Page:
Arts-Louisville Reviews
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Visual Arts

March 6, 2017
 

Where Salvation Lies

Craig Bunting, “Bear with Elder #1″, charcoal on paper, 42″ x 60”, 2016

 

Our City of the Flowers: Drawings by Craig Bunting/Photographs by Mark Puckett

Review by Keith Waits

Entire contents copyright © 2017 Keith Waits. All rights reserved.

The work of two artists can be found on the walls of Galerie Hertz, yet the images stem from one artistic sensibility. Craig Bunting has executed a series of bold drawings that are paired with dark-themed photographs by Mark Puckett primarily shot following Bunting’s instructions.

Bunting’s oversize drawings are rendered in charcoal strokes opaque enough to be mistaken for ink, or at least a few dozen drained broad-tip Sharpies. They depict herds of bison in great, weighty mass, spread across the substrate as a dense field of intricate marks, bears, or, a bear, for they are depicted as individual entities paired with one human form; a graven, clerical figure that Bunting has labeled “Elder.”

The drawings are dominated by the relationship between nature and humankind, with a suggestion that there is still another layer of understanding to our guided destinies. Yet the photographs seem to be telling another story, one that exposes the dark and seamy aspect of human existence.

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Mark Puckett, “Sylvia series #1″ (inspired by Otto Dix’s portrait of of journalist Sylvia Von Harden c.1926), C-print,16″ x 20”, 2017

The exhibit is a lot to take in. A complex and seemingly contradictory narrative that contrasts the natural world against the decadence and corruption of modern society, all observed by omnipresent, extraterrestrial overlords (with apologies to Isaac Asimov). I’m not sure how easily viewers will make these connections on their own, but the exhibit statement builds pathways that help us get there:

‘There is pain and joy and love, pistils and pollen and ripening fruit, sex rituals and blood rituals, science and music and reminders of the ancient ones, paths left for us to follow to what awaits.  We shall work with our hands again, and the duties of one’s days will represent the value and worth of their lives.”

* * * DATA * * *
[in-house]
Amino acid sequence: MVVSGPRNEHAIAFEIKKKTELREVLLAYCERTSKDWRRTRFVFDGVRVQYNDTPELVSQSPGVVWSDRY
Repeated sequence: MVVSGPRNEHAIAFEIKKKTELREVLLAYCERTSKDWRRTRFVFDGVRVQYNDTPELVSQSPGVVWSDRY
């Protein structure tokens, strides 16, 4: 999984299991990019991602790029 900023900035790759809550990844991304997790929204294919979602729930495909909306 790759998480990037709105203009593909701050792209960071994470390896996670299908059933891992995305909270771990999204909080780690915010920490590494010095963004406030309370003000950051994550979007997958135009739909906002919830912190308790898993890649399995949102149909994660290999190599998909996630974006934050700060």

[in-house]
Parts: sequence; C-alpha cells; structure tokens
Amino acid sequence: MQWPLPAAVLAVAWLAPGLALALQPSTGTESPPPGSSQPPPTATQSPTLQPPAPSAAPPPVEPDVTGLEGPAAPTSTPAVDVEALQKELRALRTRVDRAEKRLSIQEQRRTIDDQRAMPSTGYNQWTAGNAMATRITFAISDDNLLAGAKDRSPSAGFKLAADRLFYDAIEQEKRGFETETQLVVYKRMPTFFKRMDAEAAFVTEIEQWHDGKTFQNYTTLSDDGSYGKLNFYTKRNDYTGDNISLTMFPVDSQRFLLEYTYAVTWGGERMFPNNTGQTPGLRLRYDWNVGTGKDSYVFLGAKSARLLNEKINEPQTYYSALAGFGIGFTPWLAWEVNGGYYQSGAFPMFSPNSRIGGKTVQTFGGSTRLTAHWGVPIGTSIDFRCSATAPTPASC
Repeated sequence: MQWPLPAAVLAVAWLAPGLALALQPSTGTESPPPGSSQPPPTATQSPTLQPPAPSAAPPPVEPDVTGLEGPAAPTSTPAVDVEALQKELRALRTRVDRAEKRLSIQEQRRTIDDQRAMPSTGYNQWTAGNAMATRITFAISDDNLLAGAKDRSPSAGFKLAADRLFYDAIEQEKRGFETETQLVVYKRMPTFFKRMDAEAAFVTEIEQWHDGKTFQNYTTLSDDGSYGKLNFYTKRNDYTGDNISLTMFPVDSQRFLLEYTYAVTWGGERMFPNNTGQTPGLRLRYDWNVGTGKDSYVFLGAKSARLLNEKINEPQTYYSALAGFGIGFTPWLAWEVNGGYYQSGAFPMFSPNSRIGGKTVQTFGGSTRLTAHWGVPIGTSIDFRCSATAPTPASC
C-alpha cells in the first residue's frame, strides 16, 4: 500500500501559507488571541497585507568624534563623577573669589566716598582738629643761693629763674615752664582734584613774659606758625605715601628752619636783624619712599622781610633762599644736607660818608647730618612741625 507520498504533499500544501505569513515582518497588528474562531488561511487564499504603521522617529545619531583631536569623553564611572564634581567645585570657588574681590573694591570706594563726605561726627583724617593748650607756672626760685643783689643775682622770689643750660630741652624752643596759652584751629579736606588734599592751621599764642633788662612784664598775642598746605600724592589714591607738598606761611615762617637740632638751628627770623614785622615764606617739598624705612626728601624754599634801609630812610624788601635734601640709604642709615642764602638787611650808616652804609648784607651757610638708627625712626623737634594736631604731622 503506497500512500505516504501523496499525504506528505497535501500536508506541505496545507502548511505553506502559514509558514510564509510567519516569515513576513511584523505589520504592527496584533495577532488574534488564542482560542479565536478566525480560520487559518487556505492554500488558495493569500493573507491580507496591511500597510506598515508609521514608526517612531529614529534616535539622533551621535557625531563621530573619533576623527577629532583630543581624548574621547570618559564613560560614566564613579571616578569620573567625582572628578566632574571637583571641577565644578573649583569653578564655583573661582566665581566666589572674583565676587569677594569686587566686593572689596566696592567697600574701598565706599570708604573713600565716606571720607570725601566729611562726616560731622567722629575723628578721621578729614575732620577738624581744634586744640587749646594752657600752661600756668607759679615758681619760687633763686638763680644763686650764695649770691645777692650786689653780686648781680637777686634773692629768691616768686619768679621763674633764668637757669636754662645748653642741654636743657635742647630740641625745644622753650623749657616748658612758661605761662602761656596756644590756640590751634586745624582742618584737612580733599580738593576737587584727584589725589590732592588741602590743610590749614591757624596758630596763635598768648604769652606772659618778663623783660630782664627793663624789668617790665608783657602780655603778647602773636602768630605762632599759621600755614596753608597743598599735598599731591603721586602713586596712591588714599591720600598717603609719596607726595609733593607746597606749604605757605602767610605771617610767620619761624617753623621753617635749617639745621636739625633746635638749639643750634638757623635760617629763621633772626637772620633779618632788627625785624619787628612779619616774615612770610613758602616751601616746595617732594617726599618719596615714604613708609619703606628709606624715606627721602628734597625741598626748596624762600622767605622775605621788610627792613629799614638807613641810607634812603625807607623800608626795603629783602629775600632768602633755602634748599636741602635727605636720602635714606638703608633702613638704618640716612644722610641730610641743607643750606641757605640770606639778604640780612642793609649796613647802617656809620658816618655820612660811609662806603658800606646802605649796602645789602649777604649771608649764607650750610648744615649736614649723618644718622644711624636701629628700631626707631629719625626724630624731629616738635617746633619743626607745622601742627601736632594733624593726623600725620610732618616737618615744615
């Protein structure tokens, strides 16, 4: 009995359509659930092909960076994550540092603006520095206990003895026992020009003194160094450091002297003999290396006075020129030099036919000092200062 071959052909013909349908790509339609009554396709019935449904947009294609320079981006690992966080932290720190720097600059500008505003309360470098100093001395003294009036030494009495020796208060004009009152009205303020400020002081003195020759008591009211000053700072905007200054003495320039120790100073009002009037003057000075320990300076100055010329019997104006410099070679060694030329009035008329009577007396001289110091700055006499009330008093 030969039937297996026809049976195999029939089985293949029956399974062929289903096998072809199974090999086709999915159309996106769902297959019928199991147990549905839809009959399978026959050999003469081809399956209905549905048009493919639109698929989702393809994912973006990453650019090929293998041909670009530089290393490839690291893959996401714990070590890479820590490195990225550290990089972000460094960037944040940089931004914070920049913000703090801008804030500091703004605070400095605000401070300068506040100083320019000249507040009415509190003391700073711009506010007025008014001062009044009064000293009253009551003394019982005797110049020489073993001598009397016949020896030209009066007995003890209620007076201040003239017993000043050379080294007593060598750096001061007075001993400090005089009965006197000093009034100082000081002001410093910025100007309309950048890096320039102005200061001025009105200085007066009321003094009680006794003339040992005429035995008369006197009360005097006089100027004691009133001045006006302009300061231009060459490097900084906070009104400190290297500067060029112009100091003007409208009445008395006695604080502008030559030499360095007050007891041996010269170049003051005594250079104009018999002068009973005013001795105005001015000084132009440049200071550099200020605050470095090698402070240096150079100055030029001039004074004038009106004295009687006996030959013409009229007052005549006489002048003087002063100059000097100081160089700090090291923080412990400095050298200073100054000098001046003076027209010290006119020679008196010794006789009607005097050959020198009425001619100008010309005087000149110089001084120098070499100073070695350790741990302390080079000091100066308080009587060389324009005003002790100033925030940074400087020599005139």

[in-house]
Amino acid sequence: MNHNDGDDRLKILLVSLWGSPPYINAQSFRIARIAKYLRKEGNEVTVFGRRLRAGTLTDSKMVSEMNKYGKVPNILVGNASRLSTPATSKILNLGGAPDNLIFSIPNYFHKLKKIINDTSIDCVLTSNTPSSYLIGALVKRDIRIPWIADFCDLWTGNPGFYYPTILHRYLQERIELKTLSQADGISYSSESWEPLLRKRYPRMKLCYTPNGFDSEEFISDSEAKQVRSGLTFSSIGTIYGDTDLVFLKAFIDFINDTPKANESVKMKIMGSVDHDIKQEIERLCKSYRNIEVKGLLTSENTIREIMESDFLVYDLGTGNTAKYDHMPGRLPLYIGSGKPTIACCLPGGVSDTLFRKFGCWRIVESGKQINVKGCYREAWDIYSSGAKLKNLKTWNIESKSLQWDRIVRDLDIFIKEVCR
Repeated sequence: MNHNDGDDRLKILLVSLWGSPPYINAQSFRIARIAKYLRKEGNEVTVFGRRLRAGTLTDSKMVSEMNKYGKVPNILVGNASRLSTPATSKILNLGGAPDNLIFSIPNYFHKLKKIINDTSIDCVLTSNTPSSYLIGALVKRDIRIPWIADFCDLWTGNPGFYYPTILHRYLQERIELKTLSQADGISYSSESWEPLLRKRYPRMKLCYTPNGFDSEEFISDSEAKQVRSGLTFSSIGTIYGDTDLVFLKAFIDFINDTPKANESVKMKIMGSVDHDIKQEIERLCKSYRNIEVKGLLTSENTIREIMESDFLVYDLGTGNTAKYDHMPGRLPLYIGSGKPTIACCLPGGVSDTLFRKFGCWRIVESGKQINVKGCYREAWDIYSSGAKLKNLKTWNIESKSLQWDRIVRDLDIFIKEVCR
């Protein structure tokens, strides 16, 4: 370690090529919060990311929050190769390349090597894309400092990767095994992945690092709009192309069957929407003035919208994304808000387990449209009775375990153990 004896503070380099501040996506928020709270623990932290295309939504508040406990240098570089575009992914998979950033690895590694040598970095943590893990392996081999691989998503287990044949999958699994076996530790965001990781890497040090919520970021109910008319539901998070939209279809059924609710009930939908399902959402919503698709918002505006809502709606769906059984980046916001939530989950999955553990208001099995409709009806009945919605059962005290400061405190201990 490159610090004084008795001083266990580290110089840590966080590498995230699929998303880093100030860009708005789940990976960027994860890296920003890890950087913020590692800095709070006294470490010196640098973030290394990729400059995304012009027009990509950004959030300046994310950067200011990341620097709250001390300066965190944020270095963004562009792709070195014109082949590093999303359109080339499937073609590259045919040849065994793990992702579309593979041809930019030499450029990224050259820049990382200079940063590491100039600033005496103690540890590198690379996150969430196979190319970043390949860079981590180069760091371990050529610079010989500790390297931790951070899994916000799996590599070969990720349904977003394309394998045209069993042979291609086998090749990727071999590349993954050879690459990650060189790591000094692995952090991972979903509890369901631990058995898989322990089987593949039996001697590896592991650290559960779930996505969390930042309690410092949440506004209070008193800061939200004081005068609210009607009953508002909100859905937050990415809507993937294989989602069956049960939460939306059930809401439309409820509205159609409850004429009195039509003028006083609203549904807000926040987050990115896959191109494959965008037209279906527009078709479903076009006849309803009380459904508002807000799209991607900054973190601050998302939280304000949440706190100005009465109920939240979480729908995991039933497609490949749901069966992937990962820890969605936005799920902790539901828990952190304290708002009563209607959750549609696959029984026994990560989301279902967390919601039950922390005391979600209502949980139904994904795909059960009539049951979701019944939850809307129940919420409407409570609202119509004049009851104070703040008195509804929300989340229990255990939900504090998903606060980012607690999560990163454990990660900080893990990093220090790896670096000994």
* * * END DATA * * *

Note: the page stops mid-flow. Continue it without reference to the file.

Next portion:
So the journey through the depravity and decadence requires a return to a primitive life that will allow us to reconnect to the earth and opens us up to ancient, mystical spiritual practices of a far more elemental nature than what modern society normally provides. Mark Puckett’s photographs range from highly stylized compositions that could serve as advertising for 1933 Berlin or Paris, to less polished images of a model whose body is painted in unflattering fashion, to a series that features nude human figures posing in tableau while holding cut-outs that echo Picasso’s “Guernica.” The allusion to the destruction of war is indirect but clear enough.

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Craig Bunting, “Bison Herd” 40″ x 60″, charcoal on paper, 2017

Thus it is in that very contrast within the imagery itself that Bunting hopes to communicate his message. The Neo Weimar Republic photographs illustrate the evil contamination that we must escape; the corruption of our moral character through Hedonism and self-destruction. The forensic, journalistic quality of the photographic medium captures the grim and gritty reality of our current life, while the visionary ideal of the drawings feel like prospectus illustrations for a new world, springing from the mind’s eye of the artist, showing us nothing less than our path to salvation.

Our City of the Flowers: Drawings by Craig Bunting/Photographs by Mark Puckett

January 21 – March 18, 2017

Wednesday-Saturday, 12-5pm

Galerie Hertz
1253 South Preston Street
Louisville, KY 40203
Galeriehertz.com

 

KeithKeith Waits is a native of Louisville who works at Louisville Visual Art during the days, including being the host of PUBLIC on WXOX-FM 97.1/ ARTxFM.com, but spends most of his evenings indulging his taste for theatre, music and visual arts. His work has appeared in Pure Uncut Candy, TheatreLouisville, and Louisville Mojo. He is now Managing Editor for Arts-Louisville.com.





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